I’m guessing if my ‘simple’ rolled veal arrived GIANT, with everything but fireworks, the rest of the menu is the same – a recipe for disaster, surely. In fact, upon returning to London, I came across a 2/10 review from Cara at Ms Gourmet Chick for that very reason. So the only thing I can warn is: go to Senhora Mae with few expectations. You may leave happy, you may leave slightly confused, but no matter what, you will leave with a full stomach.

Largo de São Martinho 6
1149 Lisbon, Portugal
218 275 599

Viajante – Bethnal Green

Restaurants like Viajante don’t come around everyday. Meaning ‘traveller’ in Portuguese (and pronounced Vee-ya-jahn-tay, not Vee-ya-han-tay as I originally thought), chef Nuno Mendes’ latest restaurant is an absolute dream. If you read any London food blogs, you’ve probably already heard a lot of praise for Viajante. It felt like everyone in the city ate there within days of opening.  The buzz was tantamount to a Metallica gig.  So fast forward half a year, and I finally make it there  for the three-course £25 lunch and £15 wine pairings with the lovely Jaz. We took the day off just for posh lunch – pretending it’s just the sort of thing we would just normally do on a cold November Wednesday.

After being seated, we were served the Thai Explosion II as our amuse:

Exactly what it says on the tin, this little morsel did sort of explode in your mouth. The ‘explosion’ consisted of chicken and a quail egg mousse which was sandwiched between a coconut tuile and crispy chicken skin. All together, a really nice contrast of textures and flavours.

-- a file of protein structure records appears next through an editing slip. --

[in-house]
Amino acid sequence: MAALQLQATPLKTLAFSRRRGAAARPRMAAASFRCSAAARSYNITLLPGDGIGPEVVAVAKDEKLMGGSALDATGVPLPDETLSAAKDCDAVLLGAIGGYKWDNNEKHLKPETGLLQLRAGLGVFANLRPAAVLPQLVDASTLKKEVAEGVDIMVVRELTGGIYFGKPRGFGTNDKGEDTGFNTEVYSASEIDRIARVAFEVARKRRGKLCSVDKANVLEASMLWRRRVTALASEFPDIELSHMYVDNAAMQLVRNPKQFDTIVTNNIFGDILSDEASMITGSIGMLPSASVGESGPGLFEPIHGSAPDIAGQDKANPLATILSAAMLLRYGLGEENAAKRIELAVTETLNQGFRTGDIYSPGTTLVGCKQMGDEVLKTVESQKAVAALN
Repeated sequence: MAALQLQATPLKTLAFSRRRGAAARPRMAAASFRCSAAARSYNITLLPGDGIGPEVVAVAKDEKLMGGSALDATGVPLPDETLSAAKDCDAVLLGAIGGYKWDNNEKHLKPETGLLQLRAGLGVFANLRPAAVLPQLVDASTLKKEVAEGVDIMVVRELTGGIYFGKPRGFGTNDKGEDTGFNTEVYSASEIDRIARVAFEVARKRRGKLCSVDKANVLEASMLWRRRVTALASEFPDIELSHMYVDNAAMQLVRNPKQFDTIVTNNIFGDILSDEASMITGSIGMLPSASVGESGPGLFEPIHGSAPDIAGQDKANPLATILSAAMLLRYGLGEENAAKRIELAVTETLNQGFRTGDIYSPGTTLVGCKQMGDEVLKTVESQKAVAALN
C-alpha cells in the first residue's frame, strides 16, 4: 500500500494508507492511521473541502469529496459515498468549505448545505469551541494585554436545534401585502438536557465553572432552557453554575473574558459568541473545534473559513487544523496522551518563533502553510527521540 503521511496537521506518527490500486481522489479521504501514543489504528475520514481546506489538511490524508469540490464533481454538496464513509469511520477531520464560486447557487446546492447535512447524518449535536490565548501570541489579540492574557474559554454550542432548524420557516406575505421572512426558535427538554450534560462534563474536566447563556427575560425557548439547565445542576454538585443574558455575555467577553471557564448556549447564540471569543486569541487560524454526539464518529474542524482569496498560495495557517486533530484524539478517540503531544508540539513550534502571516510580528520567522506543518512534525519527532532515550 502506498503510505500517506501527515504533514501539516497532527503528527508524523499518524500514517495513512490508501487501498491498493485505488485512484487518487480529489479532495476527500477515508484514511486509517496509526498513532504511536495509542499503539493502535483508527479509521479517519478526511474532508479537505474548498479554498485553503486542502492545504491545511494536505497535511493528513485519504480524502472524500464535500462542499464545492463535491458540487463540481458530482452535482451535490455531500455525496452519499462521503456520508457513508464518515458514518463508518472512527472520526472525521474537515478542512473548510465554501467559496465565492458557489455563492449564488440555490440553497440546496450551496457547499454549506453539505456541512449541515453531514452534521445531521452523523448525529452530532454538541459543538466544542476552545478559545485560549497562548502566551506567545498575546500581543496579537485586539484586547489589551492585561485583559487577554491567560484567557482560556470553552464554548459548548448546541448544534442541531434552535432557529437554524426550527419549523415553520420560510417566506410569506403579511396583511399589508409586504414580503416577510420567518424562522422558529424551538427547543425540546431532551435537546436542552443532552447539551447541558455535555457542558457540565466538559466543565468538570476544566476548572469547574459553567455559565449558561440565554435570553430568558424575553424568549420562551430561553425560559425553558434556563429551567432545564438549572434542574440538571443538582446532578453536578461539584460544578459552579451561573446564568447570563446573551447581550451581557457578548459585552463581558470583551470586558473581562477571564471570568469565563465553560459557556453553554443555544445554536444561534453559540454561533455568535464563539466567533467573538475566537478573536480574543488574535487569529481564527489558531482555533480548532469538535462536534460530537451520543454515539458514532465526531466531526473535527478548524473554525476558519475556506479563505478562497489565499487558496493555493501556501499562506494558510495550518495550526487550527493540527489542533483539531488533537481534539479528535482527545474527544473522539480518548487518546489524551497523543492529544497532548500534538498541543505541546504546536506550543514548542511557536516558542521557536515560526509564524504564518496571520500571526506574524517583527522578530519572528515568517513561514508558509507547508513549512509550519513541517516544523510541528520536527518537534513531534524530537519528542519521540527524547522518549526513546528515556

Bread and butter came next, but was unlike anything I’ve had before. Just saying ‘bread and butter’ doesn’t do it justice. The butter was almost tan and dusted with potato powder and bits of crispy pancetta and chicken skin. Vegetarians beware, this was a meat-lovers’ butter.

The starter was Charred Leeks, Hazlenuts and Milk Skin with Lobster:

Another perfect execution of texture and contrasting flavours, the poached lobster was rich, but not in that seafood restaurant buttery sort of way. It was delicate and light. The dish was served over a cream sauce that reminded me of squid ink, just more subtle.

Next up was the Duck with Mushroom Caramel, Blackberries and Girelles:

I must admit, I was a little nervous when this came out as it was so heavily reliant on mushrooms, and I’m not the hugest fan of fungi, but I needn’t have worried – it was marvelous. The duck was cooked to perfection, rare/medium rare with the sort of crispy skin that take ages to master.  The girelles were mild and the mushroom caramel sauce was divine.

We were then served our pre-dessert and palette cleanser, Sea Buckthorn and Burnt Meringue:

Sea Buckthorn berries are normally quite tart, but mixed with a lot of sugar and frozen – not so much. If I had to pinpoint it, I’d say it’s probably closest to a tangerine sorbet. But what really made this was the burnt meringue. Fluffy marshmallow gooey goodness with just the slightest caramelised crunch. A taste of both the sorbet and the meringue together made this dish pretty much the best orange creamsicle I’ve ever had.

In fact, I liked it better than the actual dessert – Frozen Maple, Toasted Oats and Apple with Panna Cotta Ice Cream: